Generator load sharing issue

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The Dieselduck
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Generator load sharing issue

Postby The Dieselduck » Thu Oct 20, 2011 10:11 am

Got this Question today, can anyone else provide insight?



Dear Sir

I write you anticipating a solution that I am badly in need. So, let me thank you at the beginning. My problem is as under:

There are 2 Gensets (440 V, 60 Hz, 3 Phase, 350 KVA each), they are OK when run individually. But, problem comes when in parallel particularly at high inductive load (Capstan Motor, etc). They share load (say 30%) equally at the beginning, but not the current. Gradually when load is increased, they start shifting/oscilating load and curent difference also increases. Please help. Gensets have, AVR and Load Sharing Governor.

Thanks once again


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The Dieselduck
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Re: Generator load sharing issue

Postby The Dieselduck » Thu Oct 20, 2011 10:33 am

Hello Kazi,

I would like to know the history of the problem - is this new, or has it been a gradual issue? What is the engine make?

This is not my forte, but I would first check (just checks) the setting on your governor controller, the thing for this is see how they are individually set up vis a vis droop. You will need to have identical set up for droop or synchronous setting in order for the machine to share the load equally.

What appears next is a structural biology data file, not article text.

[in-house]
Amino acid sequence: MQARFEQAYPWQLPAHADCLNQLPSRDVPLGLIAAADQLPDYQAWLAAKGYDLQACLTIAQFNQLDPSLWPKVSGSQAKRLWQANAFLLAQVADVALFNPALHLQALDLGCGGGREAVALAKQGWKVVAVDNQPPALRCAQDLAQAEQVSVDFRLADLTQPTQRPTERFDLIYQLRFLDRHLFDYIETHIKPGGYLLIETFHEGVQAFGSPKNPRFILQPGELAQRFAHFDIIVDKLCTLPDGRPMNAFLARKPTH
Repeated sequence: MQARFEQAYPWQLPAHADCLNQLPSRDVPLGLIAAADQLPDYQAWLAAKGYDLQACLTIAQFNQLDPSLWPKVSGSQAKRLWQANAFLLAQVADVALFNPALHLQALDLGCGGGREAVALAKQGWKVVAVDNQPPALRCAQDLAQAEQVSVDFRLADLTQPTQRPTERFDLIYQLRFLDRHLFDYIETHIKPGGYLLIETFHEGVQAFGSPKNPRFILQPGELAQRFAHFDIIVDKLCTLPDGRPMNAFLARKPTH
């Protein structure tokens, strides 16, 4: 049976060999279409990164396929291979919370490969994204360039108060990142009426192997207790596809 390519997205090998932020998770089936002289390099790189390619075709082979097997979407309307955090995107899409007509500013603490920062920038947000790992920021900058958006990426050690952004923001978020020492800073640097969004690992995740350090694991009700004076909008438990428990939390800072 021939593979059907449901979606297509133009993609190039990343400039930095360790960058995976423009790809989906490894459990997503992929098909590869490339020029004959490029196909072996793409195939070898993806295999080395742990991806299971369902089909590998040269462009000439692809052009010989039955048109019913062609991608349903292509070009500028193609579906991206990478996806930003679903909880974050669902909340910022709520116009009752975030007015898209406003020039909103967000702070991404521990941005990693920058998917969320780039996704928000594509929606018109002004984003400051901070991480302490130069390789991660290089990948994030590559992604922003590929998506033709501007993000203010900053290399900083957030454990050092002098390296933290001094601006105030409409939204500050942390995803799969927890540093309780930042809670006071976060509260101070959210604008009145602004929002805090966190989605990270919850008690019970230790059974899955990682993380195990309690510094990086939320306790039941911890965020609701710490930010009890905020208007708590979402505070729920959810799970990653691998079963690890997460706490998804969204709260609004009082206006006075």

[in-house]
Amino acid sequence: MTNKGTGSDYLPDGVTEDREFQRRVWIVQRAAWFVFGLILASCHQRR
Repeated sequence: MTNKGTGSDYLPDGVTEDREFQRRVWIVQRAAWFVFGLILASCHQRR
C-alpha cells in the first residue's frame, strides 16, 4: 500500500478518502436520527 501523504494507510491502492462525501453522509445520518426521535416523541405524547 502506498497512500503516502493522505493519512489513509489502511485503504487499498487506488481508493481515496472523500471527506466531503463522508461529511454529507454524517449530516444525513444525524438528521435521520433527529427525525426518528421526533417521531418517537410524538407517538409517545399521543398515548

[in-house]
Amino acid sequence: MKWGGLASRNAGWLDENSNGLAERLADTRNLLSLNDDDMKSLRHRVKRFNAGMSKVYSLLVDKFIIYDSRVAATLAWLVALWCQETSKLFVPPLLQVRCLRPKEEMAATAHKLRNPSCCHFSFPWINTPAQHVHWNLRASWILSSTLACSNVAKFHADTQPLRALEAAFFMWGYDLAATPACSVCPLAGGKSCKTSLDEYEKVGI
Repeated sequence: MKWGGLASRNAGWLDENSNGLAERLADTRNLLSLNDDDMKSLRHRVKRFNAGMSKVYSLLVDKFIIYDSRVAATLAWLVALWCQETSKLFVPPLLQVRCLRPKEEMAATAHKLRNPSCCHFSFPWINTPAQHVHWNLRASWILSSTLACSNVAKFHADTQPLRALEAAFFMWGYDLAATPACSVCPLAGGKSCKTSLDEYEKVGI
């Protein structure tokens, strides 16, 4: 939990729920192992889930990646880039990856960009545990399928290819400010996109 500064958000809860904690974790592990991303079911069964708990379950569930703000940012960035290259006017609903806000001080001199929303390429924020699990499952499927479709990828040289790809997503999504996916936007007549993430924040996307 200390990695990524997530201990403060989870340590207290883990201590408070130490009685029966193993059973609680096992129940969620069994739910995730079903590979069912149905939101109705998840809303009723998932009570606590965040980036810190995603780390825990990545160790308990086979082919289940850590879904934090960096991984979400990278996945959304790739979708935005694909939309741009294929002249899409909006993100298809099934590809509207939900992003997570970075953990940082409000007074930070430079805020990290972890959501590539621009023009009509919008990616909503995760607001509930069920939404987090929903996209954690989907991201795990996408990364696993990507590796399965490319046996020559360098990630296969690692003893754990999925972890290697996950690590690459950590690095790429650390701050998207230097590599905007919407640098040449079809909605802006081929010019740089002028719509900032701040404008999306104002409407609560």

If the boat has been in service for some time, I would suspect these will be fine and require no change. For a little more on this topic see ... pslab7.htm

So if the controller is fine, I would start looking at the mechanical issue with the engine itself. Start with the simple stuff, fuel and air supplies. When was the last time the fuel filter(s) (primary and secondaries) changed? Is the air filter good - not plugged? Is there plenty of fuel with good positive head, ER fan running? Can the engine maintain a load when on the network by itself. Compare the running parameters between the two engines from the logbook, perhaps something obvious will show up.